Wasserman Schultz, center, helped found the Congressional Women’s Softball Game several years ago to promote bipartisanship and a breast cancer charity, the Young Survival Coalition.
The freshman congresswoman had been sworn in for only an hour or two, and she was already loaded for bear.
“I’m going to beat you!” she declared to this reporter, feet from the House floor.
This was no retaliatory physical threat over tough campaign coverage. No, she was talking softball.
There is no other city where amateur softball is taken more seriously than in the District of Columbia. But there is one game that takes that intensity to the point of near absurdity: the annual June meeting of female lawmakers against female Capitol Hill reporters.
“It’s a rivalry. Full-fledged,” the game’s founder, Rep. Debbie Wasserman Schultz, D-Fla., said on swearing-in day. “It’s a healthy intensity, one that has a fun edge to it.”
And so that is how the first day of the 113th Congress became Draft Day.
Players on the reporter’s team, known as the Bad News Babes, scoped out the new female members and traded information on which freshmen had committed to joining the members’ team. And it is not just the female reporters — one of the Bad News Babes’ male coaches was in on the act as well.
Meanwhile, Wasserman Schultz spent part of the day nailing down recruits, including freshman Rep. Cheri Bustos, D-Ill.
Wasserman Schultz dreamed up the game several years ago to promote both bipartisanship and a breast cancer charity, the Young Survival Coalition.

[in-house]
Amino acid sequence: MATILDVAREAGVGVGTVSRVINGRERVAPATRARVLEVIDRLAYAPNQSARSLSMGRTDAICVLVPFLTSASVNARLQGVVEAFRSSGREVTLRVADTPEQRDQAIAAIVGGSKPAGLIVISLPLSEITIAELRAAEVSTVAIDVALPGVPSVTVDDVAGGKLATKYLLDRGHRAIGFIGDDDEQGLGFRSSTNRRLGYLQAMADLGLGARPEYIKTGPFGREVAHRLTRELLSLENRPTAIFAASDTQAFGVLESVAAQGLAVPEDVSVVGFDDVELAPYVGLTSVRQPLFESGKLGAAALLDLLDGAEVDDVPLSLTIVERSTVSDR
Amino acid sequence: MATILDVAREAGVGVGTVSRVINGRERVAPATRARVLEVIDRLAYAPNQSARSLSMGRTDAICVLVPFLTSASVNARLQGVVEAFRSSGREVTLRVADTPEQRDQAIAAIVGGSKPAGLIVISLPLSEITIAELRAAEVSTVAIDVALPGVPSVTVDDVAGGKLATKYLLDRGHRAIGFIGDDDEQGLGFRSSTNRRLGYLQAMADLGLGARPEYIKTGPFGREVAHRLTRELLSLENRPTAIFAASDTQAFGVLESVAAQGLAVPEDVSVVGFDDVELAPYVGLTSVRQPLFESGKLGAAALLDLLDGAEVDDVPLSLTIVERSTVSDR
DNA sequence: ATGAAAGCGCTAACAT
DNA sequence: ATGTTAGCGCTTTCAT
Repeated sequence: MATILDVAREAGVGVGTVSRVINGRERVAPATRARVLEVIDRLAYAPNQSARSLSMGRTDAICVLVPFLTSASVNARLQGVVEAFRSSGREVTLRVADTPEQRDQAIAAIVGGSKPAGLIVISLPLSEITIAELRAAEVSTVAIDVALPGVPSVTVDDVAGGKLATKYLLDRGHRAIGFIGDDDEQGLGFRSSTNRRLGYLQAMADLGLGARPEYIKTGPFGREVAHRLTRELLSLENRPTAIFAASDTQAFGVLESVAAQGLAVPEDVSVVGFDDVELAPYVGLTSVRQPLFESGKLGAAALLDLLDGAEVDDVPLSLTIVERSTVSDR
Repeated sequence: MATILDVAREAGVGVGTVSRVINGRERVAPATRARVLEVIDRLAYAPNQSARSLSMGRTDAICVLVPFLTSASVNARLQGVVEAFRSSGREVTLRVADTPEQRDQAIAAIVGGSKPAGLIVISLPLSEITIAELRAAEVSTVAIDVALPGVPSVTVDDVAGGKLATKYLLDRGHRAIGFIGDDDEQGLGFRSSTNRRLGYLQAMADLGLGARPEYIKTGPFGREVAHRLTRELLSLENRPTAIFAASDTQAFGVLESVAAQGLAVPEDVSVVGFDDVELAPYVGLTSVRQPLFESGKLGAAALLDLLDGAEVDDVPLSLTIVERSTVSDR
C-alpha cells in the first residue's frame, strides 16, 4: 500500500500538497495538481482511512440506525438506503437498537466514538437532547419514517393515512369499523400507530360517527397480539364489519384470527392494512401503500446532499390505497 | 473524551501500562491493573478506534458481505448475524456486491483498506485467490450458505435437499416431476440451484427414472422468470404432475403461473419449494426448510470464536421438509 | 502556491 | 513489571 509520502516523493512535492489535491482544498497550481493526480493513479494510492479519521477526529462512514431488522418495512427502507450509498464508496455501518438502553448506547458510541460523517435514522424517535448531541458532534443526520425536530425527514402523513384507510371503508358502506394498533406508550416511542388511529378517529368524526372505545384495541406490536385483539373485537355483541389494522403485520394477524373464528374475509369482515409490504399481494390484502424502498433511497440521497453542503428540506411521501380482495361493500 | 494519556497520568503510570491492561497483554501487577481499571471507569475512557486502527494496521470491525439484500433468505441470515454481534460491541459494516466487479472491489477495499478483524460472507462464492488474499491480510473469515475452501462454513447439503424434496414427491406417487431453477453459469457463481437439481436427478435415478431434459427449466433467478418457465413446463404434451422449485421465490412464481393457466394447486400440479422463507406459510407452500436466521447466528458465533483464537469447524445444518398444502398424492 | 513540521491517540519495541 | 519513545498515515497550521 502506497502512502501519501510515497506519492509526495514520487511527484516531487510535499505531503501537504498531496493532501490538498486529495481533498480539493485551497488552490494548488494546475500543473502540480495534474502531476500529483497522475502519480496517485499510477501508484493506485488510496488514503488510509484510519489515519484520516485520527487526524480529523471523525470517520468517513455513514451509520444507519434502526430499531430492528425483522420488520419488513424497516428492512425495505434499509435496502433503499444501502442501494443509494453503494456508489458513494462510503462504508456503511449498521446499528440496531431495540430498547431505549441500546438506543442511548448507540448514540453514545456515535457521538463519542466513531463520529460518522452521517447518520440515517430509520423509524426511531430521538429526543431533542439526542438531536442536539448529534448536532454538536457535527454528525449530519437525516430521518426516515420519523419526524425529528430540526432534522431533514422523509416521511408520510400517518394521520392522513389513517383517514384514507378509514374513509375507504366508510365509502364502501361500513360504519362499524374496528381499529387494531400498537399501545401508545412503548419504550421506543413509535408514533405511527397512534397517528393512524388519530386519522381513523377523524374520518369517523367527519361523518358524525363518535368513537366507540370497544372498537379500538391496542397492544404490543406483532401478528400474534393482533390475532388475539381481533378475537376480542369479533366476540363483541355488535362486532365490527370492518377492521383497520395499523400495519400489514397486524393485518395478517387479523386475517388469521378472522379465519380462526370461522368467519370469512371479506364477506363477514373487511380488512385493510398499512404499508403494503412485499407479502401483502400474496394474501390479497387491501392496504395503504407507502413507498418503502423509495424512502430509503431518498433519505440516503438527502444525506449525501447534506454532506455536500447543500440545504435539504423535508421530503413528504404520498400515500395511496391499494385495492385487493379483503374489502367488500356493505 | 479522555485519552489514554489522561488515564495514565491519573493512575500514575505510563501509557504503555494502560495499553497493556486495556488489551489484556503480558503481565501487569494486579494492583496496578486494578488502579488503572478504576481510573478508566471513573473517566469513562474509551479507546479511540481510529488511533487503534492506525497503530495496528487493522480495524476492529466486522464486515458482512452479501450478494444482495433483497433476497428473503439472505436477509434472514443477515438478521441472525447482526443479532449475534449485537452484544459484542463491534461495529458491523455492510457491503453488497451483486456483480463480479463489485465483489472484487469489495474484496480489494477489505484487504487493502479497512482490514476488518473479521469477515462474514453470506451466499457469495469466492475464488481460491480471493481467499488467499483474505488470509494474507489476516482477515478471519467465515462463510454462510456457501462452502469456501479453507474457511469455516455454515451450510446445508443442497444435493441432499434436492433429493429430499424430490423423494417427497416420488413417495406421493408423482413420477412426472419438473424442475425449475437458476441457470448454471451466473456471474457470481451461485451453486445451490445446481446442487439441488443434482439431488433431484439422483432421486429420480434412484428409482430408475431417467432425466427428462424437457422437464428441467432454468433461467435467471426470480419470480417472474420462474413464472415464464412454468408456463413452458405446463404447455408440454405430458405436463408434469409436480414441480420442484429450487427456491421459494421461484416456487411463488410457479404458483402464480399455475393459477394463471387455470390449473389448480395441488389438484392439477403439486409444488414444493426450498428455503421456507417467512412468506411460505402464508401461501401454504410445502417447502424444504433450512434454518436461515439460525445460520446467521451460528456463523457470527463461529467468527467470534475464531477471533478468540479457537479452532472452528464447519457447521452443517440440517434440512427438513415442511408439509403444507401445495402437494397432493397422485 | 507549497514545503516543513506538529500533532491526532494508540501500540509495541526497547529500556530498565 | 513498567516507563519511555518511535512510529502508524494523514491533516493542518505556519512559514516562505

The joke is that the competitive swagger among players has not always matched their athletic ambitions. Trash talk is often fiercer than the performance on the field.
But things are changing.
Americans elected a record number of women to Congress this year, so the members’ team has a wider talent pool. It remains to be seen whether it is deeper.
The members often complain about the age disparity between the two teams, and these rookies will indeed be younger. But it is not physical abilities that seem to matter as much as the fact that, like the reporter team, many of these women are post-Title IX and are no novices to organized sports.
As for the Babes, a dramatically improved team showed up to play last year, thanks to new players and Spartan-like dedication from veterans such as the Chicago Sun Times’ Lynn Sweet.
The big news for the Bad News Babes is that CNN’s Dana Bash confirmed on swearing-in day that she will return to her co-captain role after redshirting the 2011 season for maternity leave and missing the 2012 game because of her brother’s wedding.
Wasserman Schultz approached Bash several years ago to begin the tradition. Previously, the members played against campaign committee staffers.
Sen. Dianne Feinstein, D-Calif., chairman of the Senate Intelligence Committee, speaks with reporters in the Capitol after a speech on the Senate floor that accused the CIA of searching computers set up for Congressional staff for their research of interrogation programs.